The cornerstone of mastitis control is a Dry Cow Therapy (DCT) programme. Dry Cow Therapy has two functions; to cure existing infections and to prevent new infections during the dry period and around calving time.
The ability of antibiotic DCT to cure existing infections and prevent new infections in the early part of the dry period is well known. The antibiotic products currently available have a protective period in the udder of up to 10 weeks. The udder is reasonably resistant to new infections through the mid-dry period. However, the risk of infection increases significantly in the two weeks prior to calving - just when protection from the antibiotic DCT is tapering off. NZ work also shows that up to 50% of teats have not formed a teat plug 7 days after dry off, and up to 5 % of teats never form a teat plug. Almost all new clinical infections are in ‘open teats’ - those in which a teat plug has not formed.
Adding Teatseal® to your DCT programme means the udder is protected right up until the Teatseal is removed by suckling or hand stripping.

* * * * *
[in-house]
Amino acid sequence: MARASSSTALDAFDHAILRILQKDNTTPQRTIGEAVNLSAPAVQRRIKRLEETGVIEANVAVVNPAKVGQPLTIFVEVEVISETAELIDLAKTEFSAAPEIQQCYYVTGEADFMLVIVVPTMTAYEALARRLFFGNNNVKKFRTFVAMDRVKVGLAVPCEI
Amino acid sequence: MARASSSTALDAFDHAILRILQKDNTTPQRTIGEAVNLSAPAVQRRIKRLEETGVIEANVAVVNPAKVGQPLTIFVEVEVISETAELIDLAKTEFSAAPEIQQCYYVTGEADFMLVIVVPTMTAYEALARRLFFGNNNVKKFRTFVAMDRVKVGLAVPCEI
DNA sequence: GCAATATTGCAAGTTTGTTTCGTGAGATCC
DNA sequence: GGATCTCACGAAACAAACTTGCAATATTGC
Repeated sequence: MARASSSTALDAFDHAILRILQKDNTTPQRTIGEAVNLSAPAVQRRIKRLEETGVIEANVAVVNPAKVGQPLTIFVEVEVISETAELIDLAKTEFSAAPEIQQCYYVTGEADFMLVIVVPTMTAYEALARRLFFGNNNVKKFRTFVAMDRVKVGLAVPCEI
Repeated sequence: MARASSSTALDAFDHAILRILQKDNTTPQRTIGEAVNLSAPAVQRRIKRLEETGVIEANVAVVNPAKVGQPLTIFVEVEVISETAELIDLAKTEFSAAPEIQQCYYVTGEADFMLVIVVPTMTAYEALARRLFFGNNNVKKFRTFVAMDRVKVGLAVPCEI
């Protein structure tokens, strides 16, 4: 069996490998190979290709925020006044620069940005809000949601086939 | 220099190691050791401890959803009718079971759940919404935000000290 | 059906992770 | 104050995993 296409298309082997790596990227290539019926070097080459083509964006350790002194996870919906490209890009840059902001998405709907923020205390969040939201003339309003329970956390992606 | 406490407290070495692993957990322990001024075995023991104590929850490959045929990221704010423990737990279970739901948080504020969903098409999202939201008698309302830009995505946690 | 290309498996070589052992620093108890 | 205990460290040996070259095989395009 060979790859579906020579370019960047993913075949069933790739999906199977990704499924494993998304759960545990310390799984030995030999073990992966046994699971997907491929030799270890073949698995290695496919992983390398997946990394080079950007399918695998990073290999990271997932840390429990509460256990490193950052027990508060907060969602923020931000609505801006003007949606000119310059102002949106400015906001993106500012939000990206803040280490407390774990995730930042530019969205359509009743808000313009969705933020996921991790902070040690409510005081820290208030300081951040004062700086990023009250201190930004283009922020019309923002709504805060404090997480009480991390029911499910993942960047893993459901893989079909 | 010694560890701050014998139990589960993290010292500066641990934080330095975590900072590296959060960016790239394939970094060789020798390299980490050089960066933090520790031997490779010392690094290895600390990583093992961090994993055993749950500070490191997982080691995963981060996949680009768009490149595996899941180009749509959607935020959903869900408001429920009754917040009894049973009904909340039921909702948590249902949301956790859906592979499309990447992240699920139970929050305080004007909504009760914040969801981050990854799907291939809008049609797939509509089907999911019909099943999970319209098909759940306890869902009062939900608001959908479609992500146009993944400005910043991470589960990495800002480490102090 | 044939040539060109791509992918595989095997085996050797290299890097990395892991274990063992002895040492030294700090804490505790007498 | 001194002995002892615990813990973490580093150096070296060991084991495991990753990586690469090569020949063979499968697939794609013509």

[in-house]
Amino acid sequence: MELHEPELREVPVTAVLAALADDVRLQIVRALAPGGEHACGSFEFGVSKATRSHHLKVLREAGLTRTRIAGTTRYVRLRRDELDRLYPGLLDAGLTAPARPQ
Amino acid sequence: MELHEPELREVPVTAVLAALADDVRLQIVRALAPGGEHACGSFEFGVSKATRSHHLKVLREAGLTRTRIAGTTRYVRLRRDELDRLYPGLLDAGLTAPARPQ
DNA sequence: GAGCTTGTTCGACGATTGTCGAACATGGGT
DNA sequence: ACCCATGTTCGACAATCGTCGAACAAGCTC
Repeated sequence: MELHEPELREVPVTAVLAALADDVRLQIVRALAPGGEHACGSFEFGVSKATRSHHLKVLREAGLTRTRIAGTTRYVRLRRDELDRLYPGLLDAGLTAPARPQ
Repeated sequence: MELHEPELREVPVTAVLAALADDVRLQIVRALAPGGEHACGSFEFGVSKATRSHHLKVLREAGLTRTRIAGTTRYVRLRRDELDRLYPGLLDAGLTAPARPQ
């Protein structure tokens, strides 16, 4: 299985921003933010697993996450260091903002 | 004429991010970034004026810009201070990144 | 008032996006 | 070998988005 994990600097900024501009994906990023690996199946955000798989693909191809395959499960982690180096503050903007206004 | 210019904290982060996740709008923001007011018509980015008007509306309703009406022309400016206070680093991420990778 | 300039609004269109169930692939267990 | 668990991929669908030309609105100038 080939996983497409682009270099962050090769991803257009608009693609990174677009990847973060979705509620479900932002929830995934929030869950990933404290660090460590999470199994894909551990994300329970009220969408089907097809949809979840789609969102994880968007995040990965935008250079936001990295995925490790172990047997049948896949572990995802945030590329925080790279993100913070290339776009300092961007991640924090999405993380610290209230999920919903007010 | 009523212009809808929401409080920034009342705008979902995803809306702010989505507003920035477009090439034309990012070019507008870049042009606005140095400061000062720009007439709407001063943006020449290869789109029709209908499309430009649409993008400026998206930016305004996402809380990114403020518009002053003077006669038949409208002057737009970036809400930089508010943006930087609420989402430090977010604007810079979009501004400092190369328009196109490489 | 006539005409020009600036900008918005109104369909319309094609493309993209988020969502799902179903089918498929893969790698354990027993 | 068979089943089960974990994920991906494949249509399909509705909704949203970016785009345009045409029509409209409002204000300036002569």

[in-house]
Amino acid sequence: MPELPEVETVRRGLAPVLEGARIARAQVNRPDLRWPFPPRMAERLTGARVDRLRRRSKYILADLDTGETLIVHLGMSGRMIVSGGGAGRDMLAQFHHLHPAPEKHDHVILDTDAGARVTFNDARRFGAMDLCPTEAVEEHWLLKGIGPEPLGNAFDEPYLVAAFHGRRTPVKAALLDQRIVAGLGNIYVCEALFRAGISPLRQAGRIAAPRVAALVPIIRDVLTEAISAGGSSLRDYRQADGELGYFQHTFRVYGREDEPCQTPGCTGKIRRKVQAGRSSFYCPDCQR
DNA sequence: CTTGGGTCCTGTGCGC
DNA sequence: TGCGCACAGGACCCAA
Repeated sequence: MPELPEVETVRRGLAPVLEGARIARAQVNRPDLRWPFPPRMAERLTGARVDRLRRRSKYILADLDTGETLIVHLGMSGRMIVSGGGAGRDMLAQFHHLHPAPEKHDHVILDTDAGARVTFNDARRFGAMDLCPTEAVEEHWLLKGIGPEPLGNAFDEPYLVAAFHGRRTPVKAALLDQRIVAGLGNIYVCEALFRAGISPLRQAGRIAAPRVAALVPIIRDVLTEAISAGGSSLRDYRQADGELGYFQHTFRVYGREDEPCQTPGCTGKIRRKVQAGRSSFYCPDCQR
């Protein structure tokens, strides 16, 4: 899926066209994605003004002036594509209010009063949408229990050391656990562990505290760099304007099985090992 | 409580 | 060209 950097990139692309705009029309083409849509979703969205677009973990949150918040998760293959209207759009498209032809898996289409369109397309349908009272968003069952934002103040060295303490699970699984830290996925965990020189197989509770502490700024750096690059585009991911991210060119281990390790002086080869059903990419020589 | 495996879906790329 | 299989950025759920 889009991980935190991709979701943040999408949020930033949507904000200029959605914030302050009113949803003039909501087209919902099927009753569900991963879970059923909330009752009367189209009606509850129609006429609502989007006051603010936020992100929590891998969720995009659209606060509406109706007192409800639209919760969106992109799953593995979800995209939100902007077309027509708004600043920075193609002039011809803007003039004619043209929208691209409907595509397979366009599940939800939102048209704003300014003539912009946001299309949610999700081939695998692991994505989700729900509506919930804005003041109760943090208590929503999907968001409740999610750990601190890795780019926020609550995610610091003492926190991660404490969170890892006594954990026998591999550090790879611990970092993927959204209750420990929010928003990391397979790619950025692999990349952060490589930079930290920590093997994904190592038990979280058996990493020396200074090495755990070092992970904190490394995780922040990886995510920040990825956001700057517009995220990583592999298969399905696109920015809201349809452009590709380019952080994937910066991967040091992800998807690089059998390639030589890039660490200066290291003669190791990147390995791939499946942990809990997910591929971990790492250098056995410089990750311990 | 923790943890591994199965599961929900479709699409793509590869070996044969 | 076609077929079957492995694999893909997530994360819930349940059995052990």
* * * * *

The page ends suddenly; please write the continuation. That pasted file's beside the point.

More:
The gold standard approach to DCT is combination therapy:
Use a dry cow antibiotic with the best cure rates
Add Teatseal to protect from new infections for the entire dry period
There are several studies that support the use of combination therapy, including a 2008 NZ study which showed combination therapy reduced clinical mastitis during the dry period and at calving by 50%, compared to antibiotic alone. Research in the UK by Dr Eric Hillerton, Dairy NZ’s Chief Scientist, also showed new infections were reduced by 50% in cows where combination therapy was used compared to using antibiotic alone.
As well as preventing new infections at calving, the benefits of combination therapy also extend into lactation. A study in the UK measured mastitis levels out to 100 days post calving. There was a 50% reduction in the number of clinical mastitis cases in the first 100 days after calving compared to antibiotic alone. An Australian study also showed that combination therapy reduced subclinical mastitis (defined by high SCC) by about 20%. At the first herd test, the average SCC of combination therapy treated cows was 100,000 cells/mL lower, compared to cows receiving DCT alone.
We have a cost benefit calculator available to use during your Milk Quality Consult to help assess the economic benefit of combination therapy on your farm. Cutting back on DCT, although saving money short term, can often cause bigger problems and negate any perceived savings as well as taking up valuable time treating mastitis cases. Your Milk Quality Consult is a great chance to go through the options.
Click here to view the TeatSeal Administration Video